(Antigravity Magazine) – The pattern of American police murdering people of color, an everyday reality for some communities, came to the rest of the world’s attention in 2014. The ongoing governmental failure to prosecute some higher-profile cases triggered introspection, protests, and large-scale uprisings in many American cities.
New Orleans has its own martyrs, and its own roll call: Jenard Thomas, Raymond Robair, Henry Glover, Danny Brumfield, Ronald Madison, James Brisette, Adolph Grimes III, Dawonne Matthews, Wendell Allen, Justin Sipp… those are just a few of the names of Black New Orleanians murdered by NOPD within the last decade. If you go back a little further, you find many more. You find the Hot 8 Brass Band’s trombone player, “Shotgun” Joe Williams. You find Adolph Archie, beaten to death inside the NOPD First District Station, and you find Kim Marie Groves, assassinated by a NOPD-hired hit man for having reported police brutality. At present, there are only two NOPD officers on death row for having killed civilians; the vast majority of our police who murder walk free.
In cases where people of color are murdered by someone besides NOPD, the police and an increasingly complacent, incurious press must satisfy themselves with abusing the corpse, mounting a posthumous assault on the murder victim’s reputation. Mirroring a trend seen elsewhere, NOPD had a longstanding practice of responding to the murder of Black folks by trumpeting the victims’ arrest records, implying they had it coming. After the February murder of 21-year-old Penny Proud, the fifth trans woman of color to be killed nationally in the span of a month, NOPD and local corporate-owned news sneeringly misgendered her, disrespecting her identity and suggesting that Ms. Proud was a sex worker who thus somehow courted her own brutal death.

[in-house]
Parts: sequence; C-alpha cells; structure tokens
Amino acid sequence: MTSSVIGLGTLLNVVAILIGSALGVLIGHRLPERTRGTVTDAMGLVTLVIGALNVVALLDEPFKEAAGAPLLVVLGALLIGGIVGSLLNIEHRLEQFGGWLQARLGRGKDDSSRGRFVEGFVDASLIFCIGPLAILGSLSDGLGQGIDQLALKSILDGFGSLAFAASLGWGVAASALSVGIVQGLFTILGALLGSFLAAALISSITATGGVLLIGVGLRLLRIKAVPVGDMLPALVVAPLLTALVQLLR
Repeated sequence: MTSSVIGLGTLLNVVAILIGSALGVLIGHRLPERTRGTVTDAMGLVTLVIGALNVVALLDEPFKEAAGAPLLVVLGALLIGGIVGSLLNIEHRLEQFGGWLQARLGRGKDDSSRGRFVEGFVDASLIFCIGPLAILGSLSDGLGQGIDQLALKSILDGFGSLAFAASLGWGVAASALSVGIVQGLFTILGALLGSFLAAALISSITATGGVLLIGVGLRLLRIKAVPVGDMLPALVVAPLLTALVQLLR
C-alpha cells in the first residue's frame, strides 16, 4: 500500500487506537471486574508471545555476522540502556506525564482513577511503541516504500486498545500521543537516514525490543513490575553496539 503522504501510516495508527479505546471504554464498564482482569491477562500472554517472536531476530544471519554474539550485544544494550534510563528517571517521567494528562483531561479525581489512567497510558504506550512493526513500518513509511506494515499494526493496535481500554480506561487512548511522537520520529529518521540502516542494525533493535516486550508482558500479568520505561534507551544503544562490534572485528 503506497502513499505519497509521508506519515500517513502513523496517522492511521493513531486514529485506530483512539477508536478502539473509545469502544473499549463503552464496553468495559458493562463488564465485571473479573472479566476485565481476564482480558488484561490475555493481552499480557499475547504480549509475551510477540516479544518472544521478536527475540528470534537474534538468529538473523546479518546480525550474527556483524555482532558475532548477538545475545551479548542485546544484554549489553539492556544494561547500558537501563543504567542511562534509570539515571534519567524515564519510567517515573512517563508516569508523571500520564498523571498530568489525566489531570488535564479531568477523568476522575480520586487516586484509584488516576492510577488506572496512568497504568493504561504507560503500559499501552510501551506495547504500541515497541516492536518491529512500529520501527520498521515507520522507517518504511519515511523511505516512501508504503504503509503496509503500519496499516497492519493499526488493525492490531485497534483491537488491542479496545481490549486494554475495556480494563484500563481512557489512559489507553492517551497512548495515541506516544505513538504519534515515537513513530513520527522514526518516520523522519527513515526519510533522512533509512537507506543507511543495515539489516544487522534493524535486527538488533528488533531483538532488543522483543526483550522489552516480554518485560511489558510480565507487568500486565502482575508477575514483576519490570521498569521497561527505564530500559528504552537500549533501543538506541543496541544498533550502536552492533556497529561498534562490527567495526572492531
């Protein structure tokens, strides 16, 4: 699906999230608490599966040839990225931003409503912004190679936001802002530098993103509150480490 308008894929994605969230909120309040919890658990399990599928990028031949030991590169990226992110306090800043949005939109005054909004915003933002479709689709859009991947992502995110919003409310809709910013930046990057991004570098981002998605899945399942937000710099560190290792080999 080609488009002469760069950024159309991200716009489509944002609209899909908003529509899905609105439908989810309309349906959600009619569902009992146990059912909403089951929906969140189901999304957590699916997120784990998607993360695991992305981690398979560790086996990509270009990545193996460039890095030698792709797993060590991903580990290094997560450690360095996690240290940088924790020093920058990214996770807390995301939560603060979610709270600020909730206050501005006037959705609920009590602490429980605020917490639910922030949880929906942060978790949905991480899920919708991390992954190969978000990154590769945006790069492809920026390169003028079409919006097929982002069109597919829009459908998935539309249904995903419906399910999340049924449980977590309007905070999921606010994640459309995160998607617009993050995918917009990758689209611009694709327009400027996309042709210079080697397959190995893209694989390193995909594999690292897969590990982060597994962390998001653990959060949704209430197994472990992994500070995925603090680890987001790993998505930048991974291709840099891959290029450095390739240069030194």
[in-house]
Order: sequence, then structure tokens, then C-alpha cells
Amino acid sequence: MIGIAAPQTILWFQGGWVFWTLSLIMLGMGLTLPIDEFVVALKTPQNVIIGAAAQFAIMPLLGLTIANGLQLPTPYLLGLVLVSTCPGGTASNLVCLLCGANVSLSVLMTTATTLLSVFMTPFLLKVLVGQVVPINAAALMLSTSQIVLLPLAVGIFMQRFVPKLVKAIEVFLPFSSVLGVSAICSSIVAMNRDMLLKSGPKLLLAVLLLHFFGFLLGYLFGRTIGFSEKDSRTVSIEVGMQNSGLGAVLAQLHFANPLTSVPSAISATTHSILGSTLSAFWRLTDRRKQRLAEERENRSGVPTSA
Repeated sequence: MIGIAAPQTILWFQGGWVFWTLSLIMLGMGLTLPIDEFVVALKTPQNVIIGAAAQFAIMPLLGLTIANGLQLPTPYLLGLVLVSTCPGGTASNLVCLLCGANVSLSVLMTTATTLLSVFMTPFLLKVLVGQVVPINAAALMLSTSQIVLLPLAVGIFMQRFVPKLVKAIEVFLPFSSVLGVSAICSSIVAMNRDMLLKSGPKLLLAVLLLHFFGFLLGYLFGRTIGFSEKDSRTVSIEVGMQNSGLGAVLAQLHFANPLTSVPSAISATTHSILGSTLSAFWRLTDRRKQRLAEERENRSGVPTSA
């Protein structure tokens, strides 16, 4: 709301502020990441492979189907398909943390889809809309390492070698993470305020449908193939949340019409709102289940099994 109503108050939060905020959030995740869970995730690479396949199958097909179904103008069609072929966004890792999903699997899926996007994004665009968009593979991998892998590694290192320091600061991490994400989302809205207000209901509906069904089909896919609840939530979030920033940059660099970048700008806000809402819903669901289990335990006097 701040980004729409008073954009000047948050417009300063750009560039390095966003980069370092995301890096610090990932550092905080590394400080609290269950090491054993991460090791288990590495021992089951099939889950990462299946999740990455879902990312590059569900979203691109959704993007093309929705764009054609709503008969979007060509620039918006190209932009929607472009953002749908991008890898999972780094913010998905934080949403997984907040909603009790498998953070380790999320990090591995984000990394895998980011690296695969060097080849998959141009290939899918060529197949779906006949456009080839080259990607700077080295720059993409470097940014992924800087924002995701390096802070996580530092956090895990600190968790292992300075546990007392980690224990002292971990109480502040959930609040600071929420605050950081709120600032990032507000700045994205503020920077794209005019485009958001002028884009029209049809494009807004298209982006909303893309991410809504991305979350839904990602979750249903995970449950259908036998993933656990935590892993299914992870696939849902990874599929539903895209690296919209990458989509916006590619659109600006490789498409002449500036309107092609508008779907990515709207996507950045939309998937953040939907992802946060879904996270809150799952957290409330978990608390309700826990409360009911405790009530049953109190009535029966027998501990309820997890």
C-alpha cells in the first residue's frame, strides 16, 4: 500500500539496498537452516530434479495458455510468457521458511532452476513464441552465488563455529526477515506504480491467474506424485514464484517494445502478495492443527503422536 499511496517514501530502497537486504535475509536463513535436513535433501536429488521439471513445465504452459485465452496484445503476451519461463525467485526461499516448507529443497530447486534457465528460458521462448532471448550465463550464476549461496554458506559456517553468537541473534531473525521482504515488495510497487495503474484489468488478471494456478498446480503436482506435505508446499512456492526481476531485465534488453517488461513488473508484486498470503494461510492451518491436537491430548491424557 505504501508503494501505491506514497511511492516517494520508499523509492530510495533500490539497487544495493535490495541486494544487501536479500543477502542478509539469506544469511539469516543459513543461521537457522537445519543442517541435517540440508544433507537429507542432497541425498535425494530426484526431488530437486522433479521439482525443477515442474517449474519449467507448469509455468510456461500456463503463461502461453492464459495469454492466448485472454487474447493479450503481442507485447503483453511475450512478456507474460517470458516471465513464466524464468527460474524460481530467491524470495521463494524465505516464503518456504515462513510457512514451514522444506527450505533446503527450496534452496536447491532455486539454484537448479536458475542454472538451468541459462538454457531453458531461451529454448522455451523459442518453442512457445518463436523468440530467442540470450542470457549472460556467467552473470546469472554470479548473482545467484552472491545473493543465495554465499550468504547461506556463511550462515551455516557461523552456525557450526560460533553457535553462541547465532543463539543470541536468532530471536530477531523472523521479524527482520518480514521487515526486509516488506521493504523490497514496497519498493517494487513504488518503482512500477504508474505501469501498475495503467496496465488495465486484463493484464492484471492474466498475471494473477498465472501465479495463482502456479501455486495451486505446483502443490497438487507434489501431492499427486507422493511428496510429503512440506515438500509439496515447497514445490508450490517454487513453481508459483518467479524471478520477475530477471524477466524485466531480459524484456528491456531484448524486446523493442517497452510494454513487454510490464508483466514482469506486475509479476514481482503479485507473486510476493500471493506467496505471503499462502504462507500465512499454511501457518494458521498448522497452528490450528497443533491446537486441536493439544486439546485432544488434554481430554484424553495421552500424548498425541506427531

Is there any hope for a future different from this past and present? Several things distinguished New Orleans’ “Black Lives Matter” protests from our city’s usual sign-wavings, including that much of the visible leadership was young Black women, part of what may be an emergent new generation of civil rights organizers with a radically different analysis and approach. I sat down to talk to three of them: Toya Lovevolution Ex, Mwende “FreeQuency” Katwiwa, and Christine “Cfreedom” Brown, all members of the New Orleans chapter of BYP100, a new organization aiming to mobilize communities of color beyond electoral politics.
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